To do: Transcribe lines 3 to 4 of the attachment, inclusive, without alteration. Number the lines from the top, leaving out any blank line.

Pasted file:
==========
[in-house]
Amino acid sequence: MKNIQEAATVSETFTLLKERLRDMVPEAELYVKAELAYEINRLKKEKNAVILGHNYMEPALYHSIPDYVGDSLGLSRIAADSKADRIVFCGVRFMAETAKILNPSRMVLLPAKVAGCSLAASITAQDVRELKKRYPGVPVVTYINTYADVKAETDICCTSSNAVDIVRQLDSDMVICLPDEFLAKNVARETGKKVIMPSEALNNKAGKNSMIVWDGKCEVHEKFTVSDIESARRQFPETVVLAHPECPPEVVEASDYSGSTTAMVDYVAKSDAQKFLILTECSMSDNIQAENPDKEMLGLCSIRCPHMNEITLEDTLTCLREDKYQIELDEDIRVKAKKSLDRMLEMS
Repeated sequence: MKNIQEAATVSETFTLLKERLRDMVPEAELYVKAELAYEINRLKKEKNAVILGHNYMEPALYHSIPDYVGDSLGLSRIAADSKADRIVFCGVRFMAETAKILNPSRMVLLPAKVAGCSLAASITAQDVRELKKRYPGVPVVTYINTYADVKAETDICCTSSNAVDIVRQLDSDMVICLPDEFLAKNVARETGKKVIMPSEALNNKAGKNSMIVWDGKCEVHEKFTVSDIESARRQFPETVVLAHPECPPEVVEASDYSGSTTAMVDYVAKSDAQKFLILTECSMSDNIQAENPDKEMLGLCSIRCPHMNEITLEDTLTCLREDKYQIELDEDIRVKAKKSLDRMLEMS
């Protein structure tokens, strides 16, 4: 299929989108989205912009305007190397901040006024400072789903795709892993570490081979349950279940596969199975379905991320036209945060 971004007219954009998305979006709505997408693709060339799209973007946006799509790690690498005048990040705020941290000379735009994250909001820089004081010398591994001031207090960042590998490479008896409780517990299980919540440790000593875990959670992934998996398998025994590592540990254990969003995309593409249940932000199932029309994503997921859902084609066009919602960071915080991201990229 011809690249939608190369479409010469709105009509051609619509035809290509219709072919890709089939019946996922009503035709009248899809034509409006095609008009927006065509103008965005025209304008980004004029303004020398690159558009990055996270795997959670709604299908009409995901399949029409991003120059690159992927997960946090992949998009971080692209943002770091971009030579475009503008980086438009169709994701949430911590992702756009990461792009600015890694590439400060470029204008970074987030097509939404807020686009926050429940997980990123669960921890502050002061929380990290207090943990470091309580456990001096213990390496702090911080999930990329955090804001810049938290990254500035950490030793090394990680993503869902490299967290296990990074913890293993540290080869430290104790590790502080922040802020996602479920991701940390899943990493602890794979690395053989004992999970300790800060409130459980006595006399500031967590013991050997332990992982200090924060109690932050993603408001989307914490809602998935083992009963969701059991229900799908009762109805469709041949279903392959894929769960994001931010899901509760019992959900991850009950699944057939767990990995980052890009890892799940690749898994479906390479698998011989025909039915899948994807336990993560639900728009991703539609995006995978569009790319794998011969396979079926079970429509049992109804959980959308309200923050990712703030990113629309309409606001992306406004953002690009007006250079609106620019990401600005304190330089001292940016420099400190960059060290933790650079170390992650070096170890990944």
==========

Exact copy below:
Repeated sequence: MKNIQEAATVSETFTLLKERLRDMVPEAELYVKAELAYEINRLKKEKNAVILGHNYMEPALYHSIPDYVGDSLGLSRIAADSKADRIVFCGVRFMAETAKILNPSRMVLLPAKVAGCSLAASITAQDVRELKKRYPGVPVVTYINTYADVKAETDICCTSSNAVDIVRQLDSDMVICLPDEFLAKNVARETGKKVIMPSEALNNKAGKNSMIVWDGKCEVHEKFTVSDIESARRQFPETVVLAHPECPPEVVEASDYSGSTTAMVDYVAKSDAQKFLILTECSMSDNIQAENPDKEMLGLCSIRCPHMNEITLEDTLTCLREDKYQIELDEDIRVKAKKSLDRMLEMS
């Protein structure tokens, strides 16, 4: 299929989108989205912009305007190397901040006024400072789903795709892993570490081979349950279940596969199975379905991320036209945060 971004007219954009998305979006709505997408693709060339799209973007946006799509790690690498005048990040705020941290000379735009994250909001820089004081010398591994001031207090960042590998490479008896409780517990299980919540440790000593875990959670992934998996398998025994590592540990254990969003995309593409249940932000199932029309994503997921859902084609066009919602960071915080991201990229 011809690249939608190369479409010469709105009509051609619509035809290509219709072919890709089939019946996922009503035709009248899809034509409006095609008009927006065509103008965005025209304008980004004029303004020398690159558009990055996270795997959670709604299908009409995901399949029409991003120059690159992927997960946090992949998009971080692209943002770091971009030579475009503008980086438009169709994701949430911590992702756009990461792009600015890694590439400060470029204008970074987030097509939404807020686009926050429940997980990123669960921890502050002061929380990290207090943990470091309580456990001096213990390496702090911080999930990329955090804001810049938290990254500035950490030793090394990680993503869902490299967290296990990074913890293993540290080869430290104790590790502080922040802020996602479920991701940390899943990493602890794979690395053989004992999970300790800060409130459980006595006399500031967590013991050997332990992982200090924060109690932050993603408001989307914490809602998935083992009963969701059991229900799908009762109805469709041949279903392959894929769960994001931010899901509760019992959900991850009950699944057939767990990995980052890009890892799940690749898994479906390479698998011989025909039915899948994807336990993560639900728009991703539609995006995978569009790319794998011969396979079926079970429509049992109804959980959308309200923050990712703030990113629309309409606001992306406004953002690009007006250079609106620019990401600005304190330089001292940016420099400190960059060290933790650079170390992650070096170890990944």